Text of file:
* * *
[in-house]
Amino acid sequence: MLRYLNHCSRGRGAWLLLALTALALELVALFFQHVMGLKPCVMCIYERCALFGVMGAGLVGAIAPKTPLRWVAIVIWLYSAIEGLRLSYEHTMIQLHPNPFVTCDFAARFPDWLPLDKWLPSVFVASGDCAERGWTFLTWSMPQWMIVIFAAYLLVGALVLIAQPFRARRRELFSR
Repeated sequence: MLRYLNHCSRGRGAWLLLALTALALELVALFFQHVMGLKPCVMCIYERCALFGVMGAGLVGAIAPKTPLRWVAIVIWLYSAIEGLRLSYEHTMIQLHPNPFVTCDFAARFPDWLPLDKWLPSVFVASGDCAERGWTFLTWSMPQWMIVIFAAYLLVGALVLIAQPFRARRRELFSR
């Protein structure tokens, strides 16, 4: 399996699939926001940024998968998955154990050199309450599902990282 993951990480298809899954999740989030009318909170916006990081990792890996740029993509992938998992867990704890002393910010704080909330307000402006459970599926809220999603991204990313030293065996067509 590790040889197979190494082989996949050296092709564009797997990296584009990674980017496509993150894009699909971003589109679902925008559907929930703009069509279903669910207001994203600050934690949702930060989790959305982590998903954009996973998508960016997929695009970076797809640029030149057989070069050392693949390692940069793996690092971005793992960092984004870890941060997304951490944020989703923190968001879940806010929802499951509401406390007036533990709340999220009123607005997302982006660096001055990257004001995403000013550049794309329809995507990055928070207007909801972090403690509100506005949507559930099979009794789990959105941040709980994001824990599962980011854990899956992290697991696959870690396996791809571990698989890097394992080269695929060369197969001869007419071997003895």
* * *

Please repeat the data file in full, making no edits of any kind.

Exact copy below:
[in-house]
Amino acid sequence: MLRYLNHCSRGRGAWLLLALTALALELVALFFQHVMGLKPCVMCIYERCALFGVMGAGLVGAIAPKTPLRWVAIVIWLYSAIEGLRLSYEHTMIQLHPNPFVTCDFAARFPDWLPLDKWLPSVFVASGDCAERGWTFLTWSMPQWMIVIFAAYLLVGALVLIAQPFRARRRELFSR
Repeated sequence: MLRYLNHCSRGRGAWLLLALTALALELVALFFQHVMGLKPCVMCIYERCALFGVMGAGLVGAIAPKTPLRWVAIVIWLYSAIEGLRLSYEHTMIQLHPNPFVTCDFAARFPDWLPLDKWLPSVFVASGDCAERGWTFLTWSMPQWMIVIFAAYLLVGALVLIAQPFRARRRELFSR
């Protein structure tokens, strides 16, 4: 399996699939926001940024998968998955154990050199309450599902990282 993951990480298809899954999740989030009318909170916006990081990792890996740029993509992938998992867990704890002393910010704080909330307000402006459970599926809220999603991204990313030293065996067509 590790040889197979190494082989996949050296092709564009797997990296584009990674980017496509993150894009699909971003589109679902925008559907929930703009069509279903669910207001994203600050934690949702930060989790959305982590998903954009996973998508960016997929695009970076797809640029030149057989070069050392693949390692940069793996690092971005793992960092984004870890941060997304951490944020989703923190968001879940806010929802499951509401406390007036533990709340999220009123607005997302982006660096001055990257004001995403000013550049794309329809995507990055928070207007909801972090403690509100506005949507559930099979009794789990959105941040709980994001824990599962980011854990899956992290697991696959870690396996791809571990698989890097394992080269695929060369197969001869007419071997003895």